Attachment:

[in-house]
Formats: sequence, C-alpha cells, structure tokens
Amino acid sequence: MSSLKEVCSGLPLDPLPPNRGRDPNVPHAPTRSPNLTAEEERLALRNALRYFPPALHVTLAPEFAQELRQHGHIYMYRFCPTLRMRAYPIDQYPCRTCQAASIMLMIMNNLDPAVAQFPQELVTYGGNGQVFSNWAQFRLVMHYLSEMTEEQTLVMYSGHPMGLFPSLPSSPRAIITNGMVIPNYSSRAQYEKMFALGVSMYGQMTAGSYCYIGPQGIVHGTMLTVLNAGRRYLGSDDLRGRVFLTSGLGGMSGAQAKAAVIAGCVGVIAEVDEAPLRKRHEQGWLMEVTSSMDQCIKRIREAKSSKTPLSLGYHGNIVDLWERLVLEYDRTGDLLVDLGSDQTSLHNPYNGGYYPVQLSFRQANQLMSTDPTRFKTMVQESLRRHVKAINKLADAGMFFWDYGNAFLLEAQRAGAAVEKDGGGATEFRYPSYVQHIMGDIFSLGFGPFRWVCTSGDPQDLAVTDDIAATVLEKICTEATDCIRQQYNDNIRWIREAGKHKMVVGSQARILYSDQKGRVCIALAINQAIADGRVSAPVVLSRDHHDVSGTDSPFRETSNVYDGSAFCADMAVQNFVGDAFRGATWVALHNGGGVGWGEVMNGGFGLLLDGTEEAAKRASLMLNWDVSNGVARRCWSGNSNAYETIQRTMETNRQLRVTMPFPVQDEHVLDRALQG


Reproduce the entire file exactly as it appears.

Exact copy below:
[in-house]
Formats: sequence, C-alpha cells, structure tokens
Amino acid sequence: MSSLKEVCSGLPLDPLPPNRGRDPNVPHAPTRSPNLTAEEERLALRNALRYFPPALHVTLAPEFAQELRQHGHIYMYRFCPTLRMRAYPIDQYPCRTCQAASIMLMIMNNLDPAVAQFPQELVTYGGNGQVFSNWAQFRLVMHYLSEMTEEQTLVMYSGHPMGLFPSLPSSPRAIITNGMVIPNYSSRAQYEKMFALGVSMYGQMTAGSYCYIGPQGIVHGTMLTVLNAGRRYLGSDDLRGRVFLTSGLGGMSGAQAKAAVIAGCVGVIAEVDEAPLRKRHEQGWLMEVTSSMDQCIKRIREAKSSKTPLSLGYHGNIVDLWERLVLEYDRTGDLLVDLGSDQTSLHNPYNGGYYPVQLSFRQANQLMSTDPTRFKTMVQESLRRHVKAINKLADAGMFFWDYGNAFLLEAQRAGAAVEKDGGGATEFRYPSYVQHIMGDIFSLGFGPFRWVCTSGDPQDLAVTDDIAATVLEKICTEATDCIRQQYNDNIRWIREAGKHKMVVGSQARILYSDQKGRVCIALAINQAIADGRVSAPVVLSRDHHDVSGTDSPFRETSNVYDGSAFCADMAVQNFVGDAFRGATWVALHNGGGVGWGEVMNGGFGLLLDGTEEAAKRASLMLNWDVSNGVARRCWSGNSNAYETIQRTMETNRQLRVTMPFPVQDEHVLDRALQG